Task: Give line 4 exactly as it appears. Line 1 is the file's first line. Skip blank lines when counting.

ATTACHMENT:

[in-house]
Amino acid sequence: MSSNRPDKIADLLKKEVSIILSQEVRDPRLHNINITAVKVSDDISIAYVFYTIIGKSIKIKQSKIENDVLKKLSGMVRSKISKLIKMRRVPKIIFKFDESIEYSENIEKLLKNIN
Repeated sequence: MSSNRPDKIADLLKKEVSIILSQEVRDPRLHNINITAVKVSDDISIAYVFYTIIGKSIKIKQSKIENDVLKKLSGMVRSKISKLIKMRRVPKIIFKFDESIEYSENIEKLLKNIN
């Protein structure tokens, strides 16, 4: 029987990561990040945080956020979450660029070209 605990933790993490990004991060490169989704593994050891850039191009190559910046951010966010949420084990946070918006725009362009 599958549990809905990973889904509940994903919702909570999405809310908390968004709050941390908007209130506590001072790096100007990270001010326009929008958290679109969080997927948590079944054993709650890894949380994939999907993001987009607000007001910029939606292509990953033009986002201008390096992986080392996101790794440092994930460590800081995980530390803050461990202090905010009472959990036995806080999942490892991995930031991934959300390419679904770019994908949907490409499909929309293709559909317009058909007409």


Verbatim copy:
């Protein structure tokens, strides 16, 4: 029987990561990040945080956020979450660029070209 605990933790993490990004991060490169989704593994050891850039191009190559910046951010966010949420084990946070918006725009362009 599958549990809905990973889904509940994903919702909570999405809310908390968004709050941390908007209130506590001072790096100007990270001010326009929008958290679109969080997927948590079944054993709650890894949380994939999907993001987009607000007001910029939606292509990953033009986002201008390096992986080392996101790794440092994930460590800081995980530390803050461990202090905010009472959990036995806080999942490892991995930031991934959300390419679904770019994908949907490409499909929309293709559909317009058909007409």